Rushing to Limbaugh's Defense

Thursday, October 15, 2009

I have a soft spot for Rush Limbaugh.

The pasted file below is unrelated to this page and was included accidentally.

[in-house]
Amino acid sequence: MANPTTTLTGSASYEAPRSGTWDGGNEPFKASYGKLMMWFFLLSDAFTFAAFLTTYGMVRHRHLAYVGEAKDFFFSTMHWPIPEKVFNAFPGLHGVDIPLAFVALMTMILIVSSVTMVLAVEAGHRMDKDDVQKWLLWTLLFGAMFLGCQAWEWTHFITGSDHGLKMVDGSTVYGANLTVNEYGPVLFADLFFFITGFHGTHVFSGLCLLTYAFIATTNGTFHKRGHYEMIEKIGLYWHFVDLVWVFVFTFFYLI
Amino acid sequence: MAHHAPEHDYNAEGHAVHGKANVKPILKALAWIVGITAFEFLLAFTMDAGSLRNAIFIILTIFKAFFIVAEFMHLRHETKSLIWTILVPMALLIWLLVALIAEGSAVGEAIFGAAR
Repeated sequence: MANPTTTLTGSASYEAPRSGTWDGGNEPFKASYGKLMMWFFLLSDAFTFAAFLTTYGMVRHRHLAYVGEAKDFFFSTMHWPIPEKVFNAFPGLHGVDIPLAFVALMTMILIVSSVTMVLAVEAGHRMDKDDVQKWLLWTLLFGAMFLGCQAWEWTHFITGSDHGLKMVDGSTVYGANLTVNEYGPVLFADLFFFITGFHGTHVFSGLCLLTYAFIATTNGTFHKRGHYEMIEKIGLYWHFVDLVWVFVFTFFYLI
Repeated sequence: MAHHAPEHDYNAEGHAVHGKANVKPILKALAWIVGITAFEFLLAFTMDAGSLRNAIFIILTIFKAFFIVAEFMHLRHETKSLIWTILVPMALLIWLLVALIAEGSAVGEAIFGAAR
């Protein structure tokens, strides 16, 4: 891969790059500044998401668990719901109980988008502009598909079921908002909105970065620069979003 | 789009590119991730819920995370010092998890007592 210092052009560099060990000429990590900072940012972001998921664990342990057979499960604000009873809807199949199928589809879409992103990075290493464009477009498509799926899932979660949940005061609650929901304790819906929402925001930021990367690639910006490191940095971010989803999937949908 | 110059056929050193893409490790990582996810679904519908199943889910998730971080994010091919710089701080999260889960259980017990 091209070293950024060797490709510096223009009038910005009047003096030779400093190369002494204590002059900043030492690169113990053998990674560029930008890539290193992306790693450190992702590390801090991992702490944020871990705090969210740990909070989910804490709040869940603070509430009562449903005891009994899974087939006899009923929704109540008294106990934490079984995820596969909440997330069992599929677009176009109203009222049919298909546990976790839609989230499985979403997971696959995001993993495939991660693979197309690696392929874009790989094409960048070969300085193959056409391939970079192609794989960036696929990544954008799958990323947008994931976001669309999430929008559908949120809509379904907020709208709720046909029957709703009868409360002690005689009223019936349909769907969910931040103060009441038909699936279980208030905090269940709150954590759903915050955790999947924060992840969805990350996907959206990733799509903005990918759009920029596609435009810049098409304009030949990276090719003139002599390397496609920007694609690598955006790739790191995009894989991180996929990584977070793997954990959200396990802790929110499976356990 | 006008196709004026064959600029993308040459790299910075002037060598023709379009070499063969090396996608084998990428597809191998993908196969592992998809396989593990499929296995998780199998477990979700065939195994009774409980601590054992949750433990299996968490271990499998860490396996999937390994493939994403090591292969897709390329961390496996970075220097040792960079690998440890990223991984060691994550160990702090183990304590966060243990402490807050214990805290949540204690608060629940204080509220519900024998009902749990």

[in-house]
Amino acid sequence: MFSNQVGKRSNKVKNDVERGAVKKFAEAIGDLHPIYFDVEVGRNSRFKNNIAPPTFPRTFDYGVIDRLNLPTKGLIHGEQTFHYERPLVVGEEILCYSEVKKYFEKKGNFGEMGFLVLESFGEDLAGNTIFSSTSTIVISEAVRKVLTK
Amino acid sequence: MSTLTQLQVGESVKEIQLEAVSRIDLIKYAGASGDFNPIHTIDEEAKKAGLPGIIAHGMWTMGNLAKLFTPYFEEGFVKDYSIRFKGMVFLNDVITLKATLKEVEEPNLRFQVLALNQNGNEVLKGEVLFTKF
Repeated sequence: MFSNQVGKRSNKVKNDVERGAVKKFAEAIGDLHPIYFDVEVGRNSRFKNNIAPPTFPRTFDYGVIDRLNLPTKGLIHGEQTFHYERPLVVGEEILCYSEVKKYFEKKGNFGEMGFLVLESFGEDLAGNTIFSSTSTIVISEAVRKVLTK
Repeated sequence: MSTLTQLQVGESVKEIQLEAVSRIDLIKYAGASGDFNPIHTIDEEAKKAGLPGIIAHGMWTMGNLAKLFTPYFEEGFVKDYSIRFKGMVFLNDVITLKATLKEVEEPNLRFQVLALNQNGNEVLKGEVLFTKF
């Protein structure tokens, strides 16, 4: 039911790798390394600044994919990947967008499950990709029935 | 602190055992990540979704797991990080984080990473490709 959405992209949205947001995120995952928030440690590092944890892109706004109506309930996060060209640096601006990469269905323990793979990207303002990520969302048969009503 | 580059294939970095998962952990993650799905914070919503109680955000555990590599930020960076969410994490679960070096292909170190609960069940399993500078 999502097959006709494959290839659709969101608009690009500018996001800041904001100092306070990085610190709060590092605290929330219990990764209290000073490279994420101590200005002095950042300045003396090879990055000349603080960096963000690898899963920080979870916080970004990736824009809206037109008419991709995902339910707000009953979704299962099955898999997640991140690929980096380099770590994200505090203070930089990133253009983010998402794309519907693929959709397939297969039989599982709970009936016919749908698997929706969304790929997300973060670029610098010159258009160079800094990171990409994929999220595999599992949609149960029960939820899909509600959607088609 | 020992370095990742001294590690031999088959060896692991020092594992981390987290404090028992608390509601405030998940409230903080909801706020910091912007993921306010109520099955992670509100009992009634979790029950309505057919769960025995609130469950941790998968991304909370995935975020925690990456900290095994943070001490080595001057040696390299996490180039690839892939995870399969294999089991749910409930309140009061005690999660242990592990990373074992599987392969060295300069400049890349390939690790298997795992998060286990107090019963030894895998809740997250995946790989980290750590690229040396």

We're both fat guys (I know he's currently lost the weight, that's not what I mean - I mean...I remember watching Colin Quinn do stand up on Letterman '96...he had been gone for a couple of years and he was significantly heavier than the last time we had seen him; he recognized this, clearly, as early in his act he made some sort of reference to his weight and said "I'm just passing through".  What he was saying is "I'm a thin guy; I know I'm fat today, but that's not who I am; I'm still the guy who nailed Kari Wuhrer; this is just a bad snapshot."  Rush and I are fat guys; today, he's down and I'm up - a year ago, it was reversed - but I know for me, and I assume for Limbaugh too, that inside, no matter what the scale says, we feel all double chinned and unlovable; I know at least some of the ways that sort of psychosis has infected the various areas of my life, and I don't think it's too much projection that every time I've ever heard one of his diabolical rants, my disgust has been mitigated by my seeing Rush largely as a sad fat kid, finding acceptance in any way possible, bathing in the dirty hate fueled love of his primordial fanbase) and we're childhood sports fans who compensated for a lack of motor skills by developing a facility with the spoken word.  Limbaugh worked in the Royals' PR department, I think after dropping out of college; which plays well with an audience that tends to distrust book learnin'.  I've never spent even a second reading biographical information about Rush, but I'm thinking he spent most of his young life wanting to be a sports announcer; he probably spent an unhealthy percentage of his childhood alone in his room with his baseball cards, broadcasting fictional games to an invisible audience.  Limbaugh and I agree on nothing politically, but I'd bet we would share a favorite baseball novel, a 40 year old Robert Coover book about a lonely man unable to escape his own head.  We would have been friends, I think; had we been the same age in the same place at the same time; and (and I recognize how this sounds, I do, but in the spirit of this blog, I'm going to sacrifice modesty for revelation) he would have looked up to me a little bit.  Because I was a brighter kid than Rush, and more successful too; I wasn''s twisty to untangle...but while it would be a mistake to call me, in any way, "popular" in high school - I knew even then, and see more clearly in hindsight, that there was a type of kid (an outsider, marginalized in some way, usually physically awkward, maybe emotionally stunted, with the desire to both be accepted but also keep hold of some degree of individuality) who saw me with a level of aspiration.  I don't think that's too much to say.  I wasn't the quarterback.  I wasn't a golden god.  I wasn't an untouchable cheerleader captain, but I had ideas that others did not, and I was willing to express those ideas even when they were disapproved by authority, and despite a not inconsiderable level of constant social anxiety, I was able to succeed at high levels in a handful of mainstream ways (and I had my own pirate radio station and was totally sleeping with Samantha Mathis while Concrete Blonde played in the background)  And there was a type of kid, and I've known that type of kid my whole life (even today as an increasingly distant college instructor, just beaten down by the painful weight of years of overly heavy course loads, I can still spot them in class) who sees a degree of kinship in me and looks for some sort of connection.